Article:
If you choose an apple over a different snack, instead of saying: “I’m having the apple as sweets will make you fat”, simply point out that you haven’t had enough fruit today. This sets an example for children and can contribute significantly to their development of healthy eating habits.
3) Foster a non-judgmental environment
Avoid making comments about one’s own or others’ bodies, dieting, or weight – instead focus on health and well-being rather than appearance.
Pay compliments that are based outside of physical appearance, eg instead of, “You look nice”, pick something that is unique to them eg “I love your curiosity,” or: “You’re so creative”.
4) Promote intuitive eating
Encouraging children to listen to their bodies and eat according to hunger and satiety cues helps them to develop a healthy relationship with food and prevents overeating, under-eating, or developing a disordered relationship with food.
When we have learned we should restrict food, or feel shameful about food, we can lose our ability to sense what our body needs and feels. We may lose the ability to notice feelings of hunger or satiation for example. When we engage in mindful eating, we can release these lost skills, and we can retrain our beliefs around food and what we can eat.
The mindful eating course on the Headspace app would be great to complete with your children or teens if you are worried about their eating.
5) Educate about nutrition
By teaching children about the nutritional aspects of food, they can make informed decisions and understand that all foods can be part of a balanced diet. If you don’t feel sure about nutrition, learn together. Make it fun. Eating should be enjoyable, so focus on what you and your family like to eat too.
6) Engage children in food preparation
Involving children in meal planning, grocery shopping, and cooking can also help them to appreciate the process of preparing food and provide opportunities to learn about nutrition and balanced eating. It can also help them get to know what they like, don’t like and why. Empowering them to have a positive relationship with food going forward.
7) For parents of teens
Adolescence is the period where children start to ask, “Who am I?” If shamed for our body or eating habits during this period, this shame can become a core part of our identity going forwards.
Not only that, but if peers and the media are constantly talking about these topics, it will cement these frameworks of thinking even deeper into our minds.
Good news: many teens thrive when they are invited to discuss and debate what they have learned about, in order to foster opinions and beliefs that will empower them going forward.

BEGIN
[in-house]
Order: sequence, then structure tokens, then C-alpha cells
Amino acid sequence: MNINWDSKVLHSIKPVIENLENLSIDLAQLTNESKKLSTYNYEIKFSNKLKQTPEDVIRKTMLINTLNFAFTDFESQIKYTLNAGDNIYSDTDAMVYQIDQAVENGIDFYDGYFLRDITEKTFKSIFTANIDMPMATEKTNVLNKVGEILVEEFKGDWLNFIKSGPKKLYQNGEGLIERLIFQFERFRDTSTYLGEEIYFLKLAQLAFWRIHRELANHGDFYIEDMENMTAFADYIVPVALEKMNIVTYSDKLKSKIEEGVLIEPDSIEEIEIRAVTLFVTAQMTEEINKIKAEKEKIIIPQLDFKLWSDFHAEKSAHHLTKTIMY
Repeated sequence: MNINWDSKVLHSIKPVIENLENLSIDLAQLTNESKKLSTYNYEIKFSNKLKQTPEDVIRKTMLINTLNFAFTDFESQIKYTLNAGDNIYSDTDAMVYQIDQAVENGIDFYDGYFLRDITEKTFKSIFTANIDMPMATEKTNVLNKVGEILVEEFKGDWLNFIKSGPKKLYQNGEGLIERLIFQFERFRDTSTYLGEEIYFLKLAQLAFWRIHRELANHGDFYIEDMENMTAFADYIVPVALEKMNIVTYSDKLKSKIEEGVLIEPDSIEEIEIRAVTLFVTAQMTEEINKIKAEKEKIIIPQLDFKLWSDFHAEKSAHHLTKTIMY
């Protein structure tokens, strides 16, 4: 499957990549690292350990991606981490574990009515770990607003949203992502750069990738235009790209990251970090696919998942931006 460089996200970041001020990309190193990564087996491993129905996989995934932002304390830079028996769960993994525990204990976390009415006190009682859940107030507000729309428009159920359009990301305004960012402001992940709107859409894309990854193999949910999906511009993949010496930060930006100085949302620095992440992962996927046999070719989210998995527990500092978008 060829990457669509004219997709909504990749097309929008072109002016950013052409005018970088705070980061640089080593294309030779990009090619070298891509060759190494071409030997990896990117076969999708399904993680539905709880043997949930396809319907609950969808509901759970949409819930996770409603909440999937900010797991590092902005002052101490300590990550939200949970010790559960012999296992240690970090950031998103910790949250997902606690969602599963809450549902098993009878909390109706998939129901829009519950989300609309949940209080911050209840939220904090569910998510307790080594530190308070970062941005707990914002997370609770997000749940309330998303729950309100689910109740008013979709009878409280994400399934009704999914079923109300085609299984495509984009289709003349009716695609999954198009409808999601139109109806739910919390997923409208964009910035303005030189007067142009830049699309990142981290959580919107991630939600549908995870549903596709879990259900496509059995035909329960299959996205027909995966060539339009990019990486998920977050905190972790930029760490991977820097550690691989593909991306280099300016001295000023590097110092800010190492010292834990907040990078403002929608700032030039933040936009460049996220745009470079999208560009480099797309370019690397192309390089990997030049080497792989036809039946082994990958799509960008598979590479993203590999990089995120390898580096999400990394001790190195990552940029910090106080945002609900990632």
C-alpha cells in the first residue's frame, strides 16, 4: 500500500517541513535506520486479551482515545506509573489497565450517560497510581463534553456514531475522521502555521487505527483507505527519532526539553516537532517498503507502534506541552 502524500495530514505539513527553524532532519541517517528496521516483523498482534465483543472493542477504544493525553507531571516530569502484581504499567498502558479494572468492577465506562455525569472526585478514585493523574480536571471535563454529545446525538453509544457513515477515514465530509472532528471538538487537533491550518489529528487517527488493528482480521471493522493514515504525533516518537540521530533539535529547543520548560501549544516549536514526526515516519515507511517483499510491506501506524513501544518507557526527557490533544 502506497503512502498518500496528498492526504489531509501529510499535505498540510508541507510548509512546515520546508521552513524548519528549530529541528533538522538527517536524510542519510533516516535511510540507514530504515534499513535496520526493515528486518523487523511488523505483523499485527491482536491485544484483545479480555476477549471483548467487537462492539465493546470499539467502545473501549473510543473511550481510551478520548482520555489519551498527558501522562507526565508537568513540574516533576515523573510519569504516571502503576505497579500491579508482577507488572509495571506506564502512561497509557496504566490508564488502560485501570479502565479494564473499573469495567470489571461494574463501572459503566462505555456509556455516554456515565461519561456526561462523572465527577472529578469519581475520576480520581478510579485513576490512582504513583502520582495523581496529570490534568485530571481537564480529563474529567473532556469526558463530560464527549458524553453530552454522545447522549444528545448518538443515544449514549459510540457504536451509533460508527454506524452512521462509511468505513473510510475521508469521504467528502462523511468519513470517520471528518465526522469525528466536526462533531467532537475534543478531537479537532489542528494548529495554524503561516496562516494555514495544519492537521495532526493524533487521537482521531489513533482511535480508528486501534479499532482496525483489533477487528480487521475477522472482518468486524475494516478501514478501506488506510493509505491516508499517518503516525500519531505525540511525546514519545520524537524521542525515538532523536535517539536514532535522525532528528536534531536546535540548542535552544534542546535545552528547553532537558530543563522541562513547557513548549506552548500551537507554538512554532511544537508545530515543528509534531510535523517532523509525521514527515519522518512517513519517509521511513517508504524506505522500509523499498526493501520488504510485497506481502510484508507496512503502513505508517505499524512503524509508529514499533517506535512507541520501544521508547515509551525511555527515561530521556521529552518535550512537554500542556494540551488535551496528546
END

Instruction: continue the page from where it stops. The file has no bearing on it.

8) Discuss what you see in the media and on TV
Being able to spot airbrushed images helps people of all ages mitigate the effects of the body image sold in the media. Look out for edited images together, and also discuss themes you notice in media sales tactics, eg the kinds of bodies shown in certain advertising.
Discussing unattainable beauty standards and the impact of this on global wellbeing often leads young people to feel this is unjust, to see if for what it is – a sales tactic that is not meant to help them but to make them part with their money – and this helps them detach from these beliefs and also feel a sense of pride in who they are already.
9) Discuss themes that arise around food and eating
Get them to find out about healthy eating, and debate with them about why it’s good for them to do this and what might get in the way of them doing this.
10) Offer a non-judgmental and supportive place to discuss concerns
This is important for all ages, but if it hasn’t come up before this it can be vital for teens who are ultra-sensitive to social pressures. Make sure they are able to express if there is peer pressure to eat a certain way and if they have concerns. Help support them to build the emotional resources they need to manage this.
By fostering a healthy relationship with food and body image, parents can play a significant role in promoting their children’s mental and physical health.
If parents or children are struggling with these issues, they should consider seeking professional help from a registered dietitian, psychologist, or other mental health professional.
For help and advice on eating disorders see beatatingdisorders.org.uk/